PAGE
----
Using large-scale climate drivers to forecast meteorological drought condition in growing season across the Australian wheatbelt.

Publication Type:
Journal Article
The Science of the total environment, 2020, 724
Issue Date:
Filename Description Size
1-s2.0-S0048969720316752-main.pdfPublished version3.73 MB
Adobe PDF
Full metadata record
Recurring drought has caused large crop yield losses in Australia during past decades. Long-term drought forecasting is of great importance for the development of risk management strategies. Recently, large-scale climate drivers (e.g. El Niño-Southern Oscillation) have been demonstrated as useful in the application of drought forecasting. Machine learning-based models that use climate drivers as input are commonly adopted to provide drought forecasts as these models are easy to develop and require less information compared to physical-based models. However, few machine learning-based models have been developed to forecast drought conditions during growing season across all Australian cropping areas. In this study, we developed a growing season (Apr.-Nov.) meteorological drought forecasting model for each climate gauging location across the Australian wheatbelt based on multiple lagged (past) large-scale climate indices and the Random Forest (RF) algorithm. The Standardized Precipitation Index (SPI) was used as the response variable to measure the degree of meteorological drought. Results showed that the RF model could provide satisfactory drought forecasts in the eastern areas of the wheatbelt with Pearson's correlation coefficient r > 0.5 and normalized Root Mean Square Error (nRMSE) < 23%. Forecasted drought maps matched well with observed drought maps for three representative periods. We identified NINO3.4 sea surface temperature and Multivariate ENSO Index as the most influential indices dominating growing season drought conditions across the wheatbelt. In addition, lagged impacts of large-scale climate drivers on growing season drought conditions were long-lasting and the indices in previous year could also potentially affect drought conditions during current year. As large-scale climate indices are readily available and can be rapidly used to feed data driven models, we believe the proposed meteorological drought forecasting models can be easily extended to other regions to provide drought outlooks which can help mitigate adverse drought impacts.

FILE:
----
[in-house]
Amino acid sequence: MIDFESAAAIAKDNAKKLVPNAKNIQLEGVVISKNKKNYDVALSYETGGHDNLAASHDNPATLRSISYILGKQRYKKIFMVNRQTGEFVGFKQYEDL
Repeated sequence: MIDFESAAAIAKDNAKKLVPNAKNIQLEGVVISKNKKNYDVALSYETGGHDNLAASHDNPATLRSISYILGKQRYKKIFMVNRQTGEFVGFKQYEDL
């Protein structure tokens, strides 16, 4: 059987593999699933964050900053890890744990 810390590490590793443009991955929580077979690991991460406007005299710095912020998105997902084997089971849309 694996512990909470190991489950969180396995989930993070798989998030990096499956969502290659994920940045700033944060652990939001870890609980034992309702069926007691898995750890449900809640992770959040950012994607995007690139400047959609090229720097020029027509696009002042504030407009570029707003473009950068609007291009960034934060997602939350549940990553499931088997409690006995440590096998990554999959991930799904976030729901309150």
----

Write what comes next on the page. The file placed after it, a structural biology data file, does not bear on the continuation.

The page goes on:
Please use this identifier to cite or link to this item: